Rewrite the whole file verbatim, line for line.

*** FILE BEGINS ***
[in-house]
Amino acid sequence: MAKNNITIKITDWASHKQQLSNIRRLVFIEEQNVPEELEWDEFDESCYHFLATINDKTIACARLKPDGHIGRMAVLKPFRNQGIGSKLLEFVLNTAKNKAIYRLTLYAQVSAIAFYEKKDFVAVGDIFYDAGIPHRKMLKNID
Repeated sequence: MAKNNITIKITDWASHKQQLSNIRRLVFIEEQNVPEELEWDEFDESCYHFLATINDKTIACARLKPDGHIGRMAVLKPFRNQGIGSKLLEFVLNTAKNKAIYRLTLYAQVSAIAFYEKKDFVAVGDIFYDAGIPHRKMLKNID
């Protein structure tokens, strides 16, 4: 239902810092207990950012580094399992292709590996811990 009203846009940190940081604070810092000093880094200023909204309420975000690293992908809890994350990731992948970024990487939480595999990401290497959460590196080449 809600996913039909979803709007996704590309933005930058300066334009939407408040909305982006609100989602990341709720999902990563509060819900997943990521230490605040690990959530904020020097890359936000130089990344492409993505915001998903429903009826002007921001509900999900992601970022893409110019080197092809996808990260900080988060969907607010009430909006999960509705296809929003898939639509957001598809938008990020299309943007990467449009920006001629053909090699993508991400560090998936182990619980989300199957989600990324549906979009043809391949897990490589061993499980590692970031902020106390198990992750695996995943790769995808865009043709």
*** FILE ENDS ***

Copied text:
[in-house]
Amino acid sequence: MAKNNITIKITDWASHKQQLSNIRRLVFIEEQNVPEELEWDEFDESCYHFLATINDKTIACARLKPDGHIGRMAVLKPFRNQGIGSKLLEFVLNTAKNKAIYRLTLYAQVSAIAFYEKKDFVAVGDIFYDAGIPHRKMLKNID
Repeated sequence: MAKNNITIKITDWASHKQQLSNIRRLVFIEEQNVPEELEWDEFDESCYHFLATINDKTIACARLKPDGHIGRMAVLKPFRNQGIGSKLLEFVLNTAKNKAIYRLTLYAQVSAIAFYEKKDFVAVGDIFYDAGIPHRKMLKNID
């Protein structure tokens, strides 16, 4: 239902810092207990950012580094399992292709590996811990 009203846009940190940081604070810092000093880094200023909204309420975000690293992908809890994350990731992948970024990487939480595999990401290497959460590196080449 809600996913039909979803709007996704590309933005930058300066334009939407408040909305982006609100989602990341709720999902990563509060819900997943990521230490605040690990959530904020020097890359936000130089990344492409993505915001998903429903009826002007921001509900999900992601970022893409110019080197092809996808990260900080988060969907607010009430909006999960509705296809929003898939639509957001598809938008990020299309943007990467449009920006001629053909090699993508991400560090998936182990619980989300199957989600990324549906979009043809391949897990490589061993499980590692970031902020106390198990992750695996995943790769995808865009043709």